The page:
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Salmon Question

post #1 of 8
Thread Starter 
I have done salmon twice using a couple of different rubs. My favorite of the two was just salt, dill, and lemon juice. Anyway my questions are:

What should the temp of the finished salmon be? I am assuming about 150-155 degrees.

What kind of guideline for time?

I know its all based on temp but the other times i did them i kept them on too long and all though the tasted good they were a bit dry. I want to know so I can time it better with my pork and chicken I plan on doing tomorow. Thanks for any help/suggestions
post #2 of 8
I have done a ton of Kokanee ( landlocked sockeye salmon ) and I do a brown sugar brine overnight ( 12 hours ) every so often when I think it should be about done. I open the Lil Chief and give a gentle tug on the thickest part of the fish. If I am able to pull a piece off, I then sample it. When its done it will pull apart quite easily, it will not pull apart easily if it is not done yet. As soon as its done I take it out and let it cool. Usually the first batch dissapears like magic Even up to and including the the third and fourth batch flys away if my father in law is nearby. I have no idea what temp the LiL Chief works at, I just trusted that it was correct as the instructions didn't bother to mention temp at all.

In my opinion the very best wood for salmon is alder. Back in the billowing white smoke days green alder was always the favourite wood for salmon. My recipe which has somehow gone astray was from the LiL Chief smoker instructions.

Aha! Found it on the LIL Chief website...

Yield 1 servings


2 Quarts Water
1 cup Non-Iodized Salt
1/2 cup Brown Sugar
¼ cup Lemon Juice
¼ tablespoon Garlic powder
¼ tablespoon Onion powder

Toss into a non metalic bucket and soak the fish for about 12 hours.
post #3 of 8
I set the smoker temp to about 200 for salmon. Don't want it to cook too fast. It's done when the meat becomes flakey.
post #4 of 8
145 f is the temp that is safe by USDA standards. Salmon is one of those fish that is often served from near raw in the middle to full cooked which is considered over done by many today. I would assume 150-155 would be adequate. I have gone to 160 for fish that was going to be used for fish spread

guideline for time will depend on the thickness. I've done salmon in an hour at 200. Some smokes have taken nearly two hours but I was smoking at a lower temp of 175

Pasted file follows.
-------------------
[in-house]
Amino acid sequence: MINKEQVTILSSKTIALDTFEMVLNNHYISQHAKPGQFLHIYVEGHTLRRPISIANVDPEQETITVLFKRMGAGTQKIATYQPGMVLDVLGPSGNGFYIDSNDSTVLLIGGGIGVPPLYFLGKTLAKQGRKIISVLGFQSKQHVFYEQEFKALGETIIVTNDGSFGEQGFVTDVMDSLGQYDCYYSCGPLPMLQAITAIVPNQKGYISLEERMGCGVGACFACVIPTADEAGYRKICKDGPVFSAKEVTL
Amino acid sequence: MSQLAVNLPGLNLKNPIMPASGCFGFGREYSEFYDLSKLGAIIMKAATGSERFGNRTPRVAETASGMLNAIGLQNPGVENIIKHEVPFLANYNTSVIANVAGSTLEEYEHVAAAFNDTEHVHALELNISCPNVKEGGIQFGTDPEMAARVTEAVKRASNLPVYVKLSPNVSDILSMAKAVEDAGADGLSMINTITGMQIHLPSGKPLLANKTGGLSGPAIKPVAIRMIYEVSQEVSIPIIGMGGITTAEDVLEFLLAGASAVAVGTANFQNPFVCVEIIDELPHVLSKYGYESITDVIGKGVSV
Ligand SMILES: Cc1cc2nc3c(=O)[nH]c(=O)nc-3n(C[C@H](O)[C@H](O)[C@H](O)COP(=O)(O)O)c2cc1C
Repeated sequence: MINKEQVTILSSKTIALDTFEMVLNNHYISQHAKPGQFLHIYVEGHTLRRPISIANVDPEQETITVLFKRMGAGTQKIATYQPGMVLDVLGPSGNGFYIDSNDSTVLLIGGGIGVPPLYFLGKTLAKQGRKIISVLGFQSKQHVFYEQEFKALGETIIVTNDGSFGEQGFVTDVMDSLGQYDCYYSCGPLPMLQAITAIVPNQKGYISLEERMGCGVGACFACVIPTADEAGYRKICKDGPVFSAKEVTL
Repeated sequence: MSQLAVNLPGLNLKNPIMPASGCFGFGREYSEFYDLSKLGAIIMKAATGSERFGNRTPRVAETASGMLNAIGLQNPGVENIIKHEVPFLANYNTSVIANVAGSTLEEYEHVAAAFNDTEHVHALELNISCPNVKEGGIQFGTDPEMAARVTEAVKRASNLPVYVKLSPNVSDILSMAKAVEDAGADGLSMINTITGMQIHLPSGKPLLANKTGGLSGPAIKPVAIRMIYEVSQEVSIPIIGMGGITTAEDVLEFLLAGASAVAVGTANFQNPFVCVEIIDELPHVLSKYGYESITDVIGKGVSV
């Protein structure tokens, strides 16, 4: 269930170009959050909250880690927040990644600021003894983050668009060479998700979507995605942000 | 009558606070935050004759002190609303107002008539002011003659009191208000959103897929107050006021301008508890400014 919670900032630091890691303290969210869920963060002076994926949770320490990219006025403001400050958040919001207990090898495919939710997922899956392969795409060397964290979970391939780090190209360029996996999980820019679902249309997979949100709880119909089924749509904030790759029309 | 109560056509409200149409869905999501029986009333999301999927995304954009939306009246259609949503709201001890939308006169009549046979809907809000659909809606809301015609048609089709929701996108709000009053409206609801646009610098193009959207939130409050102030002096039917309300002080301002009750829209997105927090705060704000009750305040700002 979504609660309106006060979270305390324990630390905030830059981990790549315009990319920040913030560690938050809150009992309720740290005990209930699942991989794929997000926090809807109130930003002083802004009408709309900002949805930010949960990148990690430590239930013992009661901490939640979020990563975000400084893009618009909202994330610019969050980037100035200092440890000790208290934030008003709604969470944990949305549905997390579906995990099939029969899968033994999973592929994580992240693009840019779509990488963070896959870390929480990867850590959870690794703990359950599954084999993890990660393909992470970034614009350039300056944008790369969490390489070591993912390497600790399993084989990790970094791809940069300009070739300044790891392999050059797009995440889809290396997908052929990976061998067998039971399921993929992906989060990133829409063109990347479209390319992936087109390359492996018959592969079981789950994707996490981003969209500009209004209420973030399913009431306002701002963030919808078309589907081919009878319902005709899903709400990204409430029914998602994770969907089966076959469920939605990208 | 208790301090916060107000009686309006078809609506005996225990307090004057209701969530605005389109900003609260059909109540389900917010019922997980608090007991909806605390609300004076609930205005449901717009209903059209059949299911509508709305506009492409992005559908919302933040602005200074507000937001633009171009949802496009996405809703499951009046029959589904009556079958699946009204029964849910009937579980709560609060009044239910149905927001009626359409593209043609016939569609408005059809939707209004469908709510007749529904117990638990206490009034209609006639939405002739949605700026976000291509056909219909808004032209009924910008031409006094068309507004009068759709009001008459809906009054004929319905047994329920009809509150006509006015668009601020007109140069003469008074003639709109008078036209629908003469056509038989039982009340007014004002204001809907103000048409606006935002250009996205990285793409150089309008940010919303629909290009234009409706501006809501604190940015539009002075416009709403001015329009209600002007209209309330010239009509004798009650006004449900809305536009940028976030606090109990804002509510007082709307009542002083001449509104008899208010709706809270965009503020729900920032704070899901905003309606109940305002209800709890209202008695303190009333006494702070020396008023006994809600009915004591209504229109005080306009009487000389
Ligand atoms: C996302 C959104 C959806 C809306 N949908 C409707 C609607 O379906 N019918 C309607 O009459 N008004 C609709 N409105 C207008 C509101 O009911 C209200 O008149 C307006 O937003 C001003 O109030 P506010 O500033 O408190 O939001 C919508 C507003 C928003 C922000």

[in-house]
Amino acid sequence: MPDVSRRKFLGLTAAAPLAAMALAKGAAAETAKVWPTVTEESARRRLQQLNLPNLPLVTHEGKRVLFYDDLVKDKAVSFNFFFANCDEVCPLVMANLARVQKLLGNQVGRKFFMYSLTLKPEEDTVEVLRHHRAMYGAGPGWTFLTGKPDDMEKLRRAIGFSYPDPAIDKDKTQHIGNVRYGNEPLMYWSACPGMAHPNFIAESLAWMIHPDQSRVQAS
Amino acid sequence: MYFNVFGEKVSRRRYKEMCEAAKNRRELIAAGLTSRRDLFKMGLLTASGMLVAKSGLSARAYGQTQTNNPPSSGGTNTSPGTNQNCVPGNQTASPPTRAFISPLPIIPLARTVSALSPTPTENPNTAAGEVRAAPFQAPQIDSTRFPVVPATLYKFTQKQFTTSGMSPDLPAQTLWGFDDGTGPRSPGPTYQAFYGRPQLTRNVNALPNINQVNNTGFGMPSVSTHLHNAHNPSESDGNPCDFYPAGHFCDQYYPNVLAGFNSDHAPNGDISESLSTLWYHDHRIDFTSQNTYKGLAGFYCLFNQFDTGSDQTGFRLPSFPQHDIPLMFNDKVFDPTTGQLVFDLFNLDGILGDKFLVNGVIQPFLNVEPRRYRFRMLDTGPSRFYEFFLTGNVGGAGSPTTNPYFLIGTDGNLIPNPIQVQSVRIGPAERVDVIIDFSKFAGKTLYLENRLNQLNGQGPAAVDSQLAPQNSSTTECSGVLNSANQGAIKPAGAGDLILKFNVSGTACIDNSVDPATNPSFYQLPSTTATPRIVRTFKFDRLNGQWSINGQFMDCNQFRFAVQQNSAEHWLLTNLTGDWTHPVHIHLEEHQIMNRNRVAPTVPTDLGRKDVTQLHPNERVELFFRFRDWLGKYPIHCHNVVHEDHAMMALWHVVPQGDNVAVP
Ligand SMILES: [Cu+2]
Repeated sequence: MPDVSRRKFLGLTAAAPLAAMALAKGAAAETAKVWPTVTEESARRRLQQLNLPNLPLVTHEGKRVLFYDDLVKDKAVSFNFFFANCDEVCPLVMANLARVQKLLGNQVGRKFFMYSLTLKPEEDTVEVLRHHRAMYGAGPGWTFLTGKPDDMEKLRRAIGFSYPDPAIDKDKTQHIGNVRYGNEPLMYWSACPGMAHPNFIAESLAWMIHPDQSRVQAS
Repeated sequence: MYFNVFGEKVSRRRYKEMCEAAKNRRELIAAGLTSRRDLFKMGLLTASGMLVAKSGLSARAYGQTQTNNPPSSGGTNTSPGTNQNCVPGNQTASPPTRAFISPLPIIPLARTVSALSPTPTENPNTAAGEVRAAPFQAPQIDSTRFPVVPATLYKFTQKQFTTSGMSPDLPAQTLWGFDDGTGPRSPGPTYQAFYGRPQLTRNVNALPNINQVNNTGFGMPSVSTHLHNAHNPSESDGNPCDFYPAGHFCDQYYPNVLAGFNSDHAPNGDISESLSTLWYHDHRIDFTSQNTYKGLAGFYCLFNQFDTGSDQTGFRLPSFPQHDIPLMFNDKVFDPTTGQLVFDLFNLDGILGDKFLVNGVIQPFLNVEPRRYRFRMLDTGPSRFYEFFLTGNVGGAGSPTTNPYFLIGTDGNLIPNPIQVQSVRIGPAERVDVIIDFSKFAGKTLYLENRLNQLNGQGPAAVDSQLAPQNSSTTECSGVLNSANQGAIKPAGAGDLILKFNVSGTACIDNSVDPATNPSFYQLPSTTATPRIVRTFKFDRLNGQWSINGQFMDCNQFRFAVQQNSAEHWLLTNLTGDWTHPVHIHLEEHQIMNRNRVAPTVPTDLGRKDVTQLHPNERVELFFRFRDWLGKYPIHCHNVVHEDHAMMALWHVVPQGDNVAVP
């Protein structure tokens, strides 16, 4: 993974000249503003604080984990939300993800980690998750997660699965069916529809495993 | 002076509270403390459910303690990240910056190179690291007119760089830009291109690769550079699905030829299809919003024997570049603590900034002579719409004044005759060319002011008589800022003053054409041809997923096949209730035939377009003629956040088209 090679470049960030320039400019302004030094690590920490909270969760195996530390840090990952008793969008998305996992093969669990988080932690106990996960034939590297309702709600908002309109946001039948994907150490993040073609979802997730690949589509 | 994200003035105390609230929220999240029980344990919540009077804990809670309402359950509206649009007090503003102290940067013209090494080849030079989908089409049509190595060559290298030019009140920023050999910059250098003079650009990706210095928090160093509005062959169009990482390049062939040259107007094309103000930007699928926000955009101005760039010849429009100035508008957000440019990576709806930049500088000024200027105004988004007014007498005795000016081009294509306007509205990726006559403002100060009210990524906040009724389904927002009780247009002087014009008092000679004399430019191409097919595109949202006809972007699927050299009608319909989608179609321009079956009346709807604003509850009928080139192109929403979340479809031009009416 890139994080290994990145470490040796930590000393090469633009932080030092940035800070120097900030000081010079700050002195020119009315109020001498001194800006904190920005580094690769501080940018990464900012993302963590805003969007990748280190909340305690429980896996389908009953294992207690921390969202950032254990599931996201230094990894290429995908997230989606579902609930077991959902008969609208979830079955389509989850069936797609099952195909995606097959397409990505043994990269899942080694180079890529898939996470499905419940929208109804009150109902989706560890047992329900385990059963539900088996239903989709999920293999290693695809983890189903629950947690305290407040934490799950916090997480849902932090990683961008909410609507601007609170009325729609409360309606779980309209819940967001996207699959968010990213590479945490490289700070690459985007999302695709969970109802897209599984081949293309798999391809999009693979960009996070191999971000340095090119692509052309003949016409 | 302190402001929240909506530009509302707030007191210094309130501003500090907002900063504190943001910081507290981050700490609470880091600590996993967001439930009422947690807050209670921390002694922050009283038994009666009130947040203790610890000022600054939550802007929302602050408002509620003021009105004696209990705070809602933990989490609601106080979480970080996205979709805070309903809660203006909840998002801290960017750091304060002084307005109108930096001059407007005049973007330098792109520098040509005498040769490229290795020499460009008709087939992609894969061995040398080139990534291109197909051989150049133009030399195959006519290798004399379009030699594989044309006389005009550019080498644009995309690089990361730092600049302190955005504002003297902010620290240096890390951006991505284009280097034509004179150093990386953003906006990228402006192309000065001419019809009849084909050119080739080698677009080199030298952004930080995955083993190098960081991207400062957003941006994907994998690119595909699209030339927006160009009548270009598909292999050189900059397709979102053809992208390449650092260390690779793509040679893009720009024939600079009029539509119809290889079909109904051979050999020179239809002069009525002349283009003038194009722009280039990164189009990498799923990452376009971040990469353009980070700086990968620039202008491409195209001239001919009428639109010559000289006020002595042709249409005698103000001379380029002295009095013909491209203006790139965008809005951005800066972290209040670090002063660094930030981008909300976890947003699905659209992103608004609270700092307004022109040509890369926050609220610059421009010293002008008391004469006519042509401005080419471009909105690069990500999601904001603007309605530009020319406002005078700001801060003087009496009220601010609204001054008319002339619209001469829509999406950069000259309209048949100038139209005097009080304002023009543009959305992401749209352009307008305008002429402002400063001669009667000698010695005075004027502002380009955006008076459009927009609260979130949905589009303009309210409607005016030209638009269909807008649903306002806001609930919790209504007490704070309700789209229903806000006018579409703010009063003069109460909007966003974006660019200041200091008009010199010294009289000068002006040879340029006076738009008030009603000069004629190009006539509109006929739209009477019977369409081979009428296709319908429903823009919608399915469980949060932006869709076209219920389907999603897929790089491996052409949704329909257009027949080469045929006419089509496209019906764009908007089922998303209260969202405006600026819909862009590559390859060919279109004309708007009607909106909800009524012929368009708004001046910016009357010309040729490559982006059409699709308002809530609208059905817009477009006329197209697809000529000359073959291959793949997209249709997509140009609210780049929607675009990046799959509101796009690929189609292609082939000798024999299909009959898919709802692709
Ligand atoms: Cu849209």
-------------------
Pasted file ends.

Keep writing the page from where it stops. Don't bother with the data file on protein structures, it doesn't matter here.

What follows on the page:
post #5 of 8
What do you guys usually put your Salmon on during the smoke... do you have to use that wooded plank?...
foil ok?
post #6 of 8
Foil is fine to put the salmon on. I just set the filets, steaks or whole right on the grates.

Don't fret the temps so much on salmon, just cook it till it feels right. It should flake easily with a fork. If you feel you have to dig into it with the fork, it's getting overcooked.

Check out ShooterRick's Copperhead Snakebite Rub on salmon. It's great.

post #7 of 8
I smoke my salmon with the skin on and have for over 20 years. The result is a much moister finished product that does not seem to lack any flavor as I have never had anyone complain or tell me that they did not like it and have been asked many times for "Grandpa's Brine recipe.

It also helps keep the meat from falling apart when you remove it as the skin helps hold things together.....a little Pam on the grates prior to smoking will also help keep the fish from sticking.

Inevitiably someonw will ask.... so here it is!

Grandpa's Brine Recipe

4 Quarts Water
1 Cup Canning (or rock) Salt
1 Cup Brown Sugar
3T Tabasco
3T Lemon Pepper
3T Dill Weed

Bring 1 quart water to boil, add salt and stir till disolved, then add other dry ingredients and simmer / stir till disolved.

Add remaining cold water and allow to cool (lately I have taken to adding ice instead of water which cools the brine even quicker).

Cut and place the fish in the brine and refrigerate overnight.

In the morning, pat fish dry and allow to dry until surface of fish becomes slightly opaque (a fan can help speed this process).

Place fish in the smoker (Pull fish 5 minutes early as it tends to continue to cook during cooling) and prepare to be wowed by friends and family!
post #8 of 8
i smoke mine with skin on as well, use a pretty basic brine(it posted here), basically kosher salt, brown sugar, garlic salt, soak for desired time, depending on how thick fillets or steaks are, a fresh water rinse. let the pellicle form and then rub a lil more brown sugar on the meat and to the smoker. i have never measured temp on fish, always go by a medium thick area, and when it JUST starts to flake you will be good. let fish cool off, you will notice that what seemed maybe not quite done will be done when cool as the fish does continue to cook after removing from heat for a bit. a little trial and error is required here, for how salty you prefer, how much brown sugar if any to add while smoking, and getting the feel of when it is done. remember its not what the recipie says, it is how you like it...
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